There are many ways of digging into your family history, but the best place to start is by picking the brains of any relatives you are in contact with. Ask your family if they can help provide you with names, stories, or even a glance at some family artefacts to kick-start your search. It’s always a good idea to arm yourself with as much background information as possible before you start your quest. 

Looking for somebody still living in Germany

Every person in Germany is registered at a registration office, an official authority which must be notified each time the person changes address. This keeps track of where people are living in Germany so that fewer people get lost in the bureaucratic system.

Because of the strict privacy rules in Germany, it is not possible to request this sort of information directly, except in serious cases such as where legal proceedings are involved, or if a loved one is seriously ill or has died. 

Nevertheless, German registration offices can be a good contact point if stuck in your search - they may be able to point you in the right direction. There is also the German telephone book, Das Telefonbuch, which can be a useful tool if you are looking for someone living in Germany.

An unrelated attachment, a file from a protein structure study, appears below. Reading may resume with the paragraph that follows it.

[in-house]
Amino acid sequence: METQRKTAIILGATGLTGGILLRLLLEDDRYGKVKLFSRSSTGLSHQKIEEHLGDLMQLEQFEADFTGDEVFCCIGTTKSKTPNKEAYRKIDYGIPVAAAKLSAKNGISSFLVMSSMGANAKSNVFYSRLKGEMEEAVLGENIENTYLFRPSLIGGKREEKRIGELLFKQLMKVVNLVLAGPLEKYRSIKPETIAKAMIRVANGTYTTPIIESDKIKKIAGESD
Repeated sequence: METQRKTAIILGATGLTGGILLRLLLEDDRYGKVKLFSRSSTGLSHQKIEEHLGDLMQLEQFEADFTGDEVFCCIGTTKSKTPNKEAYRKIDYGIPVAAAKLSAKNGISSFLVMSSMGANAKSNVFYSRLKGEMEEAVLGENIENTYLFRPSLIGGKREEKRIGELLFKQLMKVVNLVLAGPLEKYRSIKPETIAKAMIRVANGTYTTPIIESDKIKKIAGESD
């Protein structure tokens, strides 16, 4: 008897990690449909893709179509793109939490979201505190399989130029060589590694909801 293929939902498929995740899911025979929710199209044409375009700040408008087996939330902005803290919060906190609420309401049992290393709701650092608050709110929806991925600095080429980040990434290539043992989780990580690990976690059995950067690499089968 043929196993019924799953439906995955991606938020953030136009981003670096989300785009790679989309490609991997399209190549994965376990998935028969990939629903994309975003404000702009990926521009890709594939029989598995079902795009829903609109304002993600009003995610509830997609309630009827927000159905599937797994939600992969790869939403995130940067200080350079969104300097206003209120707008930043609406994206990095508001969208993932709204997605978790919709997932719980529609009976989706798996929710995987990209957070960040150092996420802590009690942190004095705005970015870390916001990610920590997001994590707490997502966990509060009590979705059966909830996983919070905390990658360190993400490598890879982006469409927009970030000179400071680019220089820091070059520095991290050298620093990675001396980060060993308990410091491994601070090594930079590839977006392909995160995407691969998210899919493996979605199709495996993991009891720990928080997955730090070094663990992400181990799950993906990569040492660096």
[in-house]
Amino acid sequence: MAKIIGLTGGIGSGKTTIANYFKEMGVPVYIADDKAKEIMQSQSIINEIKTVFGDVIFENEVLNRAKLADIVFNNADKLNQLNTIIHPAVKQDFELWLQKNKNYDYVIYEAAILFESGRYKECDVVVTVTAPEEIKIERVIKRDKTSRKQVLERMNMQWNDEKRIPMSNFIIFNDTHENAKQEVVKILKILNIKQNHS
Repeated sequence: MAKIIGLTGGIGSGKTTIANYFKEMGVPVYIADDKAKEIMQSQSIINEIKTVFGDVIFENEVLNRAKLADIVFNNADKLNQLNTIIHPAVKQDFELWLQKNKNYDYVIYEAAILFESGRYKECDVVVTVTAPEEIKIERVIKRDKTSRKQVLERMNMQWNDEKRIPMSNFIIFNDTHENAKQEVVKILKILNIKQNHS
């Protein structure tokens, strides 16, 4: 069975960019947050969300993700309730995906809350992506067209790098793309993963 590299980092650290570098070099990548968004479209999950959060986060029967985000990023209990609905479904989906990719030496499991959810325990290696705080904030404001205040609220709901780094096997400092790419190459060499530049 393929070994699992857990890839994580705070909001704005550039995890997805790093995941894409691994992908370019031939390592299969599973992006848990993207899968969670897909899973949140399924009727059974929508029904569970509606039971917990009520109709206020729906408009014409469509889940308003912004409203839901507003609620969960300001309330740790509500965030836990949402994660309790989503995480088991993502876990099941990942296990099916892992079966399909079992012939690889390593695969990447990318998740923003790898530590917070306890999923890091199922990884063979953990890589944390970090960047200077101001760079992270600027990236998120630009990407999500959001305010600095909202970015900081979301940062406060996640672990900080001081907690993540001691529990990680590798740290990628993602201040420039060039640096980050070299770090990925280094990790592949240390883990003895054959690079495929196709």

Looking for an adopted child in Germany 

Searching for an adopted child can be stressful, emotional, and frustrating, but fortunately, in Germany there is an office to help with the search. 

Each German state has a youth welfare office (Landesjugendamt) and each district has its own local welfare office (Jugendamt) - these places can both help track down adopted children in Germany.

Finding an old military friend 

Many people have also made friends with people in Germany through the military. This is especially the case for many US service personnel and veterans who may have spent time posted in Germany. 

The website offers a “buddy service” finder for free and boasts access to a huge database with over 20 million records to help service personnel track down friends they served with at different posts.

Ready to become a German genealogy expert? 

So - if you’re looking for a new hobby this year, why not have a look into your German ancestry - you never know what, or who, you might find!



Emily Proctor

Former Editor at IamExpat Media.